Pentagon chief Ashton Carter says Guantanamo has got to go before Obama does

US Secretary of Defense Ashton Carter conducts a press conference Aug. 20, 2015, from the media briefing room of the Pentagon in Washington. 
Paul J. Richards

Pentagon chief Ashton Carter issued a strong statement Thursday in support of closing the United States military prison at Guantanamo Bay.

At a press conference at the Pentagon, Carter said the military prison in Cuba should be closed before President Barack Obama leaves his post in 2016.

“This is not something, in my judgment, that we should leave to the next president,” Carter said, according to AFP.

The defense secretary's reasons for wanting to close Guantanamo — something Obama made a cornerstone of his campaign back in 2009 — are manifold.

"As long as this detention facility remains open, it will remain a rallying cry for jihadi propaganda," Carter said. "It's expensive. ... And not something the president wants to leave to his successor."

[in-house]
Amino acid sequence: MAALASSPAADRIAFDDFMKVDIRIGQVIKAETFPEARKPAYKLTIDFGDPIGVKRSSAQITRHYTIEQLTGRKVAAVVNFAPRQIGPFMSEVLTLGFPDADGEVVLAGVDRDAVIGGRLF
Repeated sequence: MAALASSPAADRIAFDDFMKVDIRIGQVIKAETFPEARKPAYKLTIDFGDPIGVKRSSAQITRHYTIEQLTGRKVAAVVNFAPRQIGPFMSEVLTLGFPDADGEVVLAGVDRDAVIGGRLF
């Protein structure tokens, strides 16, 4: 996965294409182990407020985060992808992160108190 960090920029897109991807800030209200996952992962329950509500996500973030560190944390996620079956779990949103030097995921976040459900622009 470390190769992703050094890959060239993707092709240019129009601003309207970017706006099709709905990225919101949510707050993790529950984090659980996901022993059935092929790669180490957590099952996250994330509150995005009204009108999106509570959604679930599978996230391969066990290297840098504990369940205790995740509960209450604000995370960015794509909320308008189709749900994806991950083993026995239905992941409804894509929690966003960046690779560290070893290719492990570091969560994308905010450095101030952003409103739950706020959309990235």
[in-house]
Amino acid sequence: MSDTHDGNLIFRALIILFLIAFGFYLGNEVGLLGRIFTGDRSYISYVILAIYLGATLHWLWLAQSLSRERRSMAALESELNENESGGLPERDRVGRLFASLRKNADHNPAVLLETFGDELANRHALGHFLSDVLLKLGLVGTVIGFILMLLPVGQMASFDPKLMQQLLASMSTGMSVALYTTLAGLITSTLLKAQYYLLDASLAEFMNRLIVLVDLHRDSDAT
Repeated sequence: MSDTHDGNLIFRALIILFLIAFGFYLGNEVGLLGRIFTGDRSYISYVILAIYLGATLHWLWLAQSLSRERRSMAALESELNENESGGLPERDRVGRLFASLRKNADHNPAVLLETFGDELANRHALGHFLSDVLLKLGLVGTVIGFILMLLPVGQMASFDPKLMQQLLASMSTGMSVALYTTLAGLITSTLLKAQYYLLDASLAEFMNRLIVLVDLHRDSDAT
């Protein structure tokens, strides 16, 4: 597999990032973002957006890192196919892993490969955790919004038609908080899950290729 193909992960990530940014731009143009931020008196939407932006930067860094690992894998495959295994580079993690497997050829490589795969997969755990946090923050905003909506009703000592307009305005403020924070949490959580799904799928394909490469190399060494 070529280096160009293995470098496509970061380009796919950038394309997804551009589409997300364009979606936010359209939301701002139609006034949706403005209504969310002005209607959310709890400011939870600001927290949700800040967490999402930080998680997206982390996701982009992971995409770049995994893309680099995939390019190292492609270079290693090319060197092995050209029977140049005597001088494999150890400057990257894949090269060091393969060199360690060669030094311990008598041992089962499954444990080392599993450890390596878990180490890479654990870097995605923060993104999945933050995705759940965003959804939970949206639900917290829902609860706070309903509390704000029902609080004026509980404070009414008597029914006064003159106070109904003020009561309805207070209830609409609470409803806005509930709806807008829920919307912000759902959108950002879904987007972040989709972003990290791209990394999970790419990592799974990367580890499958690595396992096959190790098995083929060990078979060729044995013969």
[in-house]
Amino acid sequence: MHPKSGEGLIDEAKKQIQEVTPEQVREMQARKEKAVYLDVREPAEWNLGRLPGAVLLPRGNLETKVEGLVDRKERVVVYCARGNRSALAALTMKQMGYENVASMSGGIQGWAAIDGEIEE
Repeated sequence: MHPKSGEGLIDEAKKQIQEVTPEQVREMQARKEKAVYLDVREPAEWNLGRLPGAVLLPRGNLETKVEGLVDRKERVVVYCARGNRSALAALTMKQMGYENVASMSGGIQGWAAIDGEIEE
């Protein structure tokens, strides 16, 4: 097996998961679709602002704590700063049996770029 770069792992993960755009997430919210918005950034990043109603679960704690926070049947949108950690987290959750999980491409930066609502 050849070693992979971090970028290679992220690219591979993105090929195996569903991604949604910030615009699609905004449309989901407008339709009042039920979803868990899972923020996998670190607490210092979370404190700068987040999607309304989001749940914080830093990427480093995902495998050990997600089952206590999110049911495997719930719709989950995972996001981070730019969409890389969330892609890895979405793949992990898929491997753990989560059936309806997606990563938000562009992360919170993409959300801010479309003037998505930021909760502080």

Congress has previously opposed measures to transfer detainees to the US mainland.

"Our responsibility is to provide [Congress] with a plan that they can consider that is a responsible one so that people ... can make up their minds," Carter said.

If and when Guantanamo does close, some of the remaining prisoners are to be transferred to other countries while others will likely be headed to US soil. 

Carter said the most promising transfer sites on US soil include the military prison at Fort Leavenworth, Kan., and the naval brig at Charleston, S.C.

"That does not mean those sites will be chosen," he added, according to USA Today.

Obama has been criticized for not being able to muster the political capital to get Guantanamo closed, and more specifically for not being able to get his defense chiefs to fall in line with plans to close the prison. 

Al Jazeera reports that former Secretary of Defense Chuck Hagel was pressured to resign in part because of his slow pace in approving transfers. 

Since taking over in February, The Daily Beast reported that Carter was specifically dragging his feet over sign offs because he didn't feel comfortable putting his name on the line for many of the individuals in question. 

Carter's recent comments in support of closing Guantanamo, however, could signal a shift on that front.